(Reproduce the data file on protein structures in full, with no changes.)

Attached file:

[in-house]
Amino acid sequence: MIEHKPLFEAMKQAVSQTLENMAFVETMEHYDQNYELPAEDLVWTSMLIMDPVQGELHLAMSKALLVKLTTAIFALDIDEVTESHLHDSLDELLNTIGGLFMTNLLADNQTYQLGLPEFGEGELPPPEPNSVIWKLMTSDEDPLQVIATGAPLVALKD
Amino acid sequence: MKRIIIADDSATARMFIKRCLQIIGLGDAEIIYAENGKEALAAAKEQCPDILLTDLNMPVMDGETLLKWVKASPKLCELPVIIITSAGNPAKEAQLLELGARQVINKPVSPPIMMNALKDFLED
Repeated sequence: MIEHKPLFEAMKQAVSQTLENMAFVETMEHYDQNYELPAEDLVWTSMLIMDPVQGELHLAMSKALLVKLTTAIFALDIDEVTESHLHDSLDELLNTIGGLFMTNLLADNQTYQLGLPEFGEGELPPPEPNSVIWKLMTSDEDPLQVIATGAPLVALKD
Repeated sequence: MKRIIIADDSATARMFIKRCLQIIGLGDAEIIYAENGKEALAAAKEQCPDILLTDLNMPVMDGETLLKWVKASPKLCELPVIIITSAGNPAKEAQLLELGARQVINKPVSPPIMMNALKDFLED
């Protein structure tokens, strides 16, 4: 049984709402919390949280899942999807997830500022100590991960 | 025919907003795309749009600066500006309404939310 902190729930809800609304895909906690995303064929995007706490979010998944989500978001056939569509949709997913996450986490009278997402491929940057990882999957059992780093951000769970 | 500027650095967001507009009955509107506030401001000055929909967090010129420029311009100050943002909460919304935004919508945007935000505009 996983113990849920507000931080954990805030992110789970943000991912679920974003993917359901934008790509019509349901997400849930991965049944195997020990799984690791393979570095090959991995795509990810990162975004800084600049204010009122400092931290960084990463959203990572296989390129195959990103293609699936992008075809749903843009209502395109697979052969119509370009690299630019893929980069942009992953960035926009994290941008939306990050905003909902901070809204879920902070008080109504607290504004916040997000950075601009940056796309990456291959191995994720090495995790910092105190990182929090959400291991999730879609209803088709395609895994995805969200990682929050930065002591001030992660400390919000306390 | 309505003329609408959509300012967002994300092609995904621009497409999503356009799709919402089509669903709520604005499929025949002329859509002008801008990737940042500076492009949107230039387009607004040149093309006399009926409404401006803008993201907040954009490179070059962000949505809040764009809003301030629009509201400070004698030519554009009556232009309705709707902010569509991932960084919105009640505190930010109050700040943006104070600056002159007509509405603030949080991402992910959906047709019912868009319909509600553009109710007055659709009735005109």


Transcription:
[in-house]
Amino acid sequence: MIEHKPLFEAMKQAVSQTLENMAFVETMEHYDQNYELPAEDLVWTSMLIMDPVQGELHLAMSKALLVKLTTAIFALDIDEVTESHLHDSLDELLNTIGGLFMTNLLADNQTYQLGLPEFGEGELPPPEPNSVIWKLMTSDEDPLQVIATGAPLVALKD
Amino acid sequence: MKRIIIADDSATARMFIKRCLQIIGLGDAEIIYAENGKEALAAAKEQCPDILLTDLNMPVMDGETLLKWVKASPKLCELPVIIITSAGNPAKEAQLLELGARQVINKPVSPPIMMNALKDFLED
Repeated sequence: MIEHKPLFEAMKQAVSQTLENMAFVETMEHYDQNYELPAEDLVWTSMLIMDPVQGELHLAMSKALLVKLTTAIFALDIDEVTESHLHDSLDELLNTIGGLFMTNLLADNQTYQLGLPEFGEGELPPPEPNSVIWKLMTSDEDPLQVIATGAPLVALKD
Repeated sequence: MKRIIIADDSATARMFIKRCLQIIGLGDAEIIYAENGKEALAAAKEQCPDILLTDLNMPVMDGETLLKWVKASPKLCELPVIIITSAGNPAKEAQLLELGARQVINKPVSPPIMMNALKDFLED
């Protein structure tokens, strides 16, 4: 049984709402919390949280899942999807997830500022100590991960 | 025919907003795309749009600066500006309404939310 902190729930809800609304895909906690995303064929995007706490979010998944989500978001056939569509949709997913996450986490009278997402491929940057990882999957059992780093951000769970 | 500027650095967001507009009955509107506030401001000055929909967090010129420029311009100050943002909460919304935004919508945007935000505009 996983113990849920507000931080954990805030992110789970943000991912679920974003993917359901934008790509019509349901997400849930991965049944195997020990799984690791393979570095090959991995795509990810990162975004800084600049204010009122400092931290960084990463959203990572296989390129195959990103293609699936992008075809749903843009209502395109697979052969119509370009690299630019893929980069942009992953960035926009994290941008939306990050905003909902901070809204879920902070008080109504607290504004916040997000950075601009940056796309990456291959191995994720090495995790910092105190990182929090959400291991999730879609209803088709395609895994995805969200990682929050930065002591001030992660400390919000306390 | 309505003329609408959509300012967002994300092609995904621009497409999503356009799709919402089509669903709520604005499929025949002329859509002008801008990737940042500076492009949107230039387009607004040149093309006399009926409404401006803008993201907040954009490179070059962000949505809040764009809003301030629009509201400070004698030519554009009556232009309705709707902010569509991932960084919105009640505190930010109050700040943006104070600056002159007509509405603030949080991402992910959906047709019912868009319909509600553009109710007055659709009735005109």